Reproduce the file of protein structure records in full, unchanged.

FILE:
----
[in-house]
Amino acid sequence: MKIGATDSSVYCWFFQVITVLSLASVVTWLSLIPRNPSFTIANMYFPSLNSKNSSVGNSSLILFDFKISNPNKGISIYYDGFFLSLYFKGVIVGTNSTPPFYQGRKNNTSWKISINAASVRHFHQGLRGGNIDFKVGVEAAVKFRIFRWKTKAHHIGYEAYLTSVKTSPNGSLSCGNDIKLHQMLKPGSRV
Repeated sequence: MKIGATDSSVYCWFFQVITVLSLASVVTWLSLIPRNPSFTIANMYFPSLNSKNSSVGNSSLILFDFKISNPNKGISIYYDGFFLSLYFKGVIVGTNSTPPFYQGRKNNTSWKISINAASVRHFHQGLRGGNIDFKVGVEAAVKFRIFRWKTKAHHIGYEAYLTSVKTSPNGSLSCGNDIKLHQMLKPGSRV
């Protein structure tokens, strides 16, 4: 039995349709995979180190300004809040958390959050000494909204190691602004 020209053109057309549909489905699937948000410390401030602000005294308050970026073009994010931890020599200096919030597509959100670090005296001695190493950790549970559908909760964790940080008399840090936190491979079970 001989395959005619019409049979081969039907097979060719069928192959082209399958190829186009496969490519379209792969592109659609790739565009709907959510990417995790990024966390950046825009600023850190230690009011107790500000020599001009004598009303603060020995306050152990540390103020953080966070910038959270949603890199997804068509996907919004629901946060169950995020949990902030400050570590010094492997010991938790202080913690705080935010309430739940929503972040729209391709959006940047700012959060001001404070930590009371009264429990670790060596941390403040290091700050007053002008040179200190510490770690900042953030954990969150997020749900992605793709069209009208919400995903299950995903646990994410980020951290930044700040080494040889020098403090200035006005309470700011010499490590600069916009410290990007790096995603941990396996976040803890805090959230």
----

[in-house]
Amino acid sequence: MKIGATDSSVYCWFFQVITVLSLASVVTWLSLIPRNPSFTIANMYFPSLNSKNSSVGNSSLILFDFKISNPNKGISIYYDGFFLSLYFKGVIVGTNSTPPFYQGRKNNTSWKISINAASVRHFHQGLRGGNIDFKVGVEAAVKFRIFRWKTKAHHIGYEAYLTSVKTSPNGSLSCGNDIKLHQMLKPGSRV
Repeated sequence: MKIGATDSSVYCWFFQVITVLSLASVVTWLSLIPRNPSFTIANMYFPSLNSKNSSVGNSSLILFDFKISNPNKGISIYYDGFFLSLYFKGVIVGTNSTPPFYQGRKNNTSWKISINAASVRHFHQGLRGGNIDFKVGVEAAVKFRIFRWKTKAHHIGYEAYLTSVKTSPNGSLSCGNDIKLHQMLKPGSRV
């Protein structure tokens, strides 16, 4: 039995349709995979180190300004809040958390959050000494909204190691602004 020209053109057309549909489905699937948000410390401030602000005294308050970026073009994010931890020599200096919030597509959100670090005296001695190493950790549970559908909760964790940080008399840090936190491979079970 001989395959005619019409049979081969039907097979060719069928192959082209399958190829186009496969490519379209792969592109659609790739565009709907959510990417995790990024966390950046825009600023850190230690009011107790500000020599001009004598009303603060020995306050152990540390103020953080966070910038959270949603890199997804068509996907919004629901946060169950995020949990902030400050570590010094492997010991938790202080913690705080935010309430739940929503972040729209391709959006940047700012959060001001404070930590009371009264429990670790060596941390403040290091700050007053002008040179200190510490770690900042953030954990969150997020749900992605793709069209009208919400995903299950995903646990994410980020951290930044700040080494040889020098403090200035006005309470700011010499490590600069916009410290990007790096995603941990396996976040803890805090959230």